For three, four or even five years, you've endured lecture after boring lecture, hours upon agonising hours of reading and studying, exam after anxiety-inducing exam. Hundreds of thousands of rands have been spent on your education, to cover tuition, textbooks, equipment and, if applicable, residence. You have deprived yourself of time with your friends and family, time spent doing the things you enjoy -- time spent being yourself and acting your age, basically.
And now, having written your final exam, you are ready to put into practice what you have sacrificed so much to learn, to cash in on your investment, to reap what you have sown, to enter the workforce. You're fortunate enough to get an internship, but there's only one catch: it's unpaid.
This is the predicament in which far too many graduates find themselves, unfortunately.
Internships are hailed as a great, invaluable opportunity to learn more about the industry and how it operates, which is why they're unpaid. But what the hell were the last four years of university for? If the hundreds of thousands of rands you spent on your education weren't enough for you to acquire the knowledge necessary for you to succeed in your profession, then you need to get a refund. Or, what is more likely, the company at which you're interning is exploiting you for free labour.
Internships are touted as a great opportunity to gain first-hand experience working in your field of choice. But this hardly justifies their measly pay of R0.00, minus the cost of commuting to and from work every day, relocating to the company's city and general living expenses.
Skilled, qualified young graduates become the de facto tea girls, messenger boys and personal assistants of their workplace, while gradually taking on the work of a junior employee.
To deprive a young graduate of pay, simply because you're giving them a "great opportunity", is to exploit the high rate of unemployment among our youth -- an injustice of which not even employers of the least skilled people are guilty.
Skilled, qualified young graduates become the de facto tea girls, messenger boys and personal assistants of their workplace, while gradually taking on the work of a junior employee. And yet, no one would expect an actual tea girl or an actual messenger boy, with hardly any education beyond matric, to work for six months free of charge.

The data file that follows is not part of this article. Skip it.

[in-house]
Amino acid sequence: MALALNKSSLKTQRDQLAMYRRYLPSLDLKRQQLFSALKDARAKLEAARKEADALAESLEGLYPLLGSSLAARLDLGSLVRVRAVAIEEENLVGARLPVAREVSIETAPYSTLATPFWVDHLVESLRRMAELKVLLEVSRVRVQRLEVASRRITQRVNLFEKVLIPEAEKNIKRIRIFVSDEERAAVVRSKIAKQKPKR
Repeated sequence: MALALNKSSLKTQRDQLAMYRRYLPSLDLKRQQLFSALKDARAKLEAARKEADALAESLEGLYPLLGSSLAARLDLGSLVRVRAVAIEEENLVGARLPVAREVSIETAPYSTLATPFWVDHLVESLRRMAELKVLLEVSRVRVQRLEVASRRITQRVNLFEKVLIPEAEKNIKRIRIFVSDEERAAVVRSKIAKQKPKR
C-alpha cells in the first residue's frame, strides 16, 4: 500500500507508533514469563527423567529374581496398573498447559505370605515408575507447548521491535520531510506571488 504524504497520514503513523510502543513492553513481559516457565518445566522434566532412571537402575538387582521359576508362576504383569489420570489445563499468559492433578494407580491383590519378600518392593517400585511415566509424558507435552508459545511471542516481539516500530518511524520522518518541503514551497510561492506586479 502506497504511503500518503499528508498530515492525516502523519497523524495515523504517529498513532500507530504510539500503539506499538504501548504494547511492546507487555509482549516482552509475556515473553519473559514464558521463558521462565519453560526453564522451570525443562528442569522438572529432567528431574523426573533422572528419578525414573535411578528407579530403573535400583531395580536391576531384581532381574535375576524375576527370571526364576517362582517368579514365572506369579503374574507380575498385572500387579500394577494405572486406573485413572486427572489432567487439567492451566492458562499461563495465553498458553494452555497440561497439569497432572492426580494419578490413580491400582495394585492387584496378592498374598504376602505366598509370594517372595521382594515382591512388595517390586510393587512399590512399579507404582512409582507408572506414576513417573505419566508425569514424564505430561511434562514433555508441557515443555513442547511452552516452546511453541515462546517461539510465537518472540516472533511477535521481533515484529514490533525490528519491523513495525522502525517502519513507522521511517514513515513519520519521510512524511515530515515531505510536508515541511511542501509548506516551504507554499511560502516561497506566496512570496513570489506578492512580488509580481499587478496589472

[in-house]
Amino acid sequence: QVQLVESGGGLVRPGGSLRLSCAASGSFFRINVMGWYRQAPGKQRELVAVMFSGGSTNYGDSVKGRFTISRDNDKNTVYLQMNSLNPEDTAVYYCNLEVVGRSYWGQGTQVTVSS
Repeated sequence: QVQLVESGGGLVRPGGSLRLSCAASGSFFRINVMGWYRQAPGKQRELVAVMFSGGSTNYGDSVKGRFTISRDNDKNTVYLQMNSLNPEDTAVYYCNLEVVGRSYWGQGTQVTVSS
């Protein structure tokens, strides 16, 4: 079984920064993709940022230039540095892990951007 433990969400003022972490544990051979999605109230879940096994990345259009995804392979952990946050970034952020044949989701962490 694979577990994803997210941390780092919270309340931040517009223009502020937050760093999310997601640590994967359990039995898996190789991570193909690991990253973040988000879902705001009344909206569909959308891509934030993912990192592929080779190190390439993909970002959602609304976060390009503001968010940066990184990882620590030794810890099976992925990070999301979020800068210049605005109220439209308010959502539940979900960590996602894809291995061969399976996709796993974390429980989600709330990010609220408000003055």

No one would expect this either of a miner, a cashier, a receptionist, waitress or security guard. So why expect this of a graduate? What do these companies think – that people with degrees don't need to eat, don't need a roof over their heads, and that they teleport to work?
The reason companies get away with this racket is that they're in tacit collusion with other companies. "Why pay for the labour of young, vibrant, skilled graduates when you can get it for free?" they think. They know, these companies, that once their fellow conspirators begin to pay their interns, they will be under greater pressure to do the same.
"And then what's next?" the slave-drivers probably think. "Because it doesn't just stop with paying them for their work. Next thing you know, they'll be demanding basic workers' rights, and then the right to vote, integrated schools... and before you know it, they'll be sleeping with our women!"
Payment needn't be proportionate to the nature of the work you're doing and the hours you're putting in, taking into account your inexperience.
Sorry -- I got a little carried away there.
My point is this: If you are working the same hours as a full-time employee, doing any service that benefits the company at which you are interning -- be it making tea, running errands, taking minutes, drafting reports or, especially, doing the work of an entry-level employee at the company -- then you ought to be paid.
That payment needn't be proportionate to the nature of the work you're doing and the hours you're putting in, taking into account your inexperience. But to receive no monetary compensation at all seems utterly unjust.